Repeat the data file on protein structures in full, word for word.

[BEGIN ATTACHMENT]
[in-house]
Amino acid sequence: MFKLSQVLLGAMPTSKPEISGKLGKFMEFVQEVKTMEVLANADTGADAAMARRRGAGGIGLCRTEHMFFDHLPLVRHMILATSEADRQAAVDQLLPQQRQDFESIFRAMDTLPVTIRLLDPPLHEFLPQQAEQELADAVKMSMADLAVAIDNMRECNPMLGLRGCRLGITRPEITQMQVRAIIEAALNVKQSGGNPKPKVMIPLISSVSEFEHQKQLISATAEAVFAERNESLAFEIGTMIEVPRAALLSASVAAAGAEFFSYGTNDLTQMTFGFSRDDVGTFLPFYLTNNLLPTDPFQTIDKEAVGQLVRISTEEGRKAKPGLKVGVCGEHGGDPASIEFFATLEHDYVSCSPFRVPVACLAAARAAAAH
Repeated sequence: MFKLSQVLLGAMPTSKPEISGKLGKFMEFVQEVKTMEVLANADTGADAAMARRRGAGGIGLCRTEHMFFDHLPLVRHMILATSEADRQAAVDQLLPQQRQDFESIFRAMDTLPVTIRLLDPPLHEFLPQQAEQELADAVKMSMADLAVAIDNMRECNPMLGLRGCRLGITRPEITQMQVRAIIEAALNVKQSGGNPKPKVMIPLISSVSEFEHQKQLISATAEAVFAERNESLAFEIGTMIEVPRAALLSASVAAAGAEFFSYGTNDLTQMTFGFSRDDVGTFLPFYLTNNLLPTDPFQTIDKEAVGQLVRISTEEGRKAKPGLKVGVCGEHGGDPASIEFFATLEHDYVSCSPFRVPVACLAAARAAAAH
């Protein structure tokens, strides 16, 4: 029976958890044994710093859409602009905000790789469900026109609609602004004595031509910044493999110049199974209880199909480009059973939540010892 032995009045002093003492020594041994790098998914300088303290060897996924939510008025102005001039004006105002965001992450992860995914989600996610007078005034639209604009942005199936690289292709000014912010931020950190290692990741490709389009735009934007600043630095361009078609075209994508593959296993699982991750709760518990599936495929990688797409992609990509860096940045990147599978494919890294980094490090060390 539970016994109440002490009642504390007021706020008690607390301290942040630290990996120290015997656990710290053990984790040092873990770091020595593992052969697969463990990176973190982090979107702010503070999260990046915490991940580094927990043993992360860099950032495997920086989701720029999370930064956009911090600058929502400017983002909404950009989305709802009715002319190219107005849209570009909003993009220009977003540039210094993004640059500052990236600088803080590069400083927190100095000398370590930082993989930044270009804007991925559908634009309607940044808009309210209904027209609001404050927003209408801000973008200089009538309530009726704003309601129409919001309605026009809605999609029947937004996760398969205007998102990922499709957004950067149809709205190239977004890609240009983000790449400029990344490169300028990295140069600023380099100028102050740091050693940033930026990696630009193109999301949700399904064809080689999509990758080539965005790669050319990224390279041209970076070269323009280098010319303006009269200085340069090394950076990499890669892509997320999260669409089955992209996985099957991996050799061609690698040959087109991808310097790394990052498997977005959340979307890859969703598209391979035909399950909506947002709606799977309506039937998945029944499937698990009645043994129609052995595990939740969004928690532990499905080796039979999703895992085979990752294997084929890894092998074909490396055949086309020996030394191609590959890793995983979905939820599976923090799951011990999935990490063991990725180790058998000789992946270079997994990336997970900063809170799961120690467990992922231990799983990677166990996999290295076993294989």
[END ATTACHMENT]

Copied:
[in-house]
Amino acid sequence: MFKLSQVLLGAMPTSKPEISGKLGKFMEFVQEVKTMEVLANADTGADAAMARRRGAGGIGLCRTEHMFFDHLPLVRHMILATSEADRQAAVDQLLPQQRQDFESIFRAMDTLPVTIRLLDPPLHEFLPQQAEQELADAVKMSMADLAVAIDNMRECNPMLGLRGCRLGITRPEITQMQVRAIIEAALNVKQSGGNPKPKVMIPLISSVSEFEHQKQLISATAEAVFAERNESLAFEIGTMIEVPRAALLSASVAAAGAEFFSYGTNDLTQMTFGFSRDDVGTFLPFYLTNNLLPTDPFQTIDKEAVGQLVRISTEEGRKAKPGLKVGVCGEHGGDPASIEFFATLEHDYVSCSPFRVPVACLAAARAAAAH
Repeated sequence: MFKLSQVLLGAMPTSKPEISGKLGKFMEFVQEVKTMEVLANADTGADAAMARRRGAGGIGLCRTEHMFFDHLPLVRHMILATSEADRQAAVDQLLPQQRQDFESIFRAMDTLPVTIRLLDPPLHEFLPQQAEQELADAVKMSMADLAVAIDNMRECNPMLGLRGCRLGITRPEITQMQVRAIIEAALNVKQSGGNPKPKVMIPLISSVSEFEHQKQLISATAEAVFAERNESLAFEIGTMIEVPRAALLSASVAAAGAEFFSYGTNDLTQMTFGFSRDDVGTFLPFYLTNNLLPTDPFQTIDKEAVGQLVRISTEEGRKAKPGLKVGVCGEHGGDPASIEFFATLEHDYVSCSPFRVPVACLAAARAAAAH
């Protein structure tokens, strides 16, 4: 029976958890044994710093859409602009905000790789469900026109609609602004004595031509910044493999110049199974209880199909480009059973939540010892 032995009045002093003492020594041994790098998914300088303290060897996924939510008025102005001039004006105002965001992450992860995914989600996610007078005034639209604009942005199936690289292709000014912010931020950190290692990741490709389009735009934007600043630095361009078609075209994508593959296993699982991750709760518990599936495929990688797409992609990509860096940045990147599978494919890294980094490090060390 539970016994109440002490009642504390007021706020008690607390301290942040630290990996120290015997656990710290053990984790040092873990770091020595593992052969697969463990990176973190982090979107702010503070999260990046915490991940580094927990043993992360860099950032495997920086989701720029999370930064956009911090600058929502400017983002909404950009989305709802009715002319190219107005849209570009909003993009220009977003540039210094993004640059500052990236600088803080590069400083927190100095000398370590930082993989930044270009804007991925559908634009309607940044808009309210209904027209609001404050927003209408801000973008200089009538309530009726704003309601129409919001309605026009809605999609029947937004996760398969205007998102990922499709957004950067149809709205190239977004890609240009983000790449400029990344490169300028990295140069600023380099100028102050740091050693940033930026990696630009193109999301949700399904064809080689999509990758080539965005790669050319990224390279041209970076070269323009280098010319303006009269200085340069090394950076990499890669892509997320999260669409089955992209996985099957991996050799061609690698040959087109991808310097790394990052498997977005959340979307890859969703598209391979035909399950909506947002709606799977309506039937998945029944499937698990009645043994129609052995595990939740969004928690532990499905080796039979999703895992085979990752294997084929890894092998074909490396055949086309020996030394191609590959890793995983979905939820599976923090799951011990999935990490063991990725180790058998000789992946270079997994990336997970900063809170799961120690467990992922231990799983990677166990996999290295076993294989």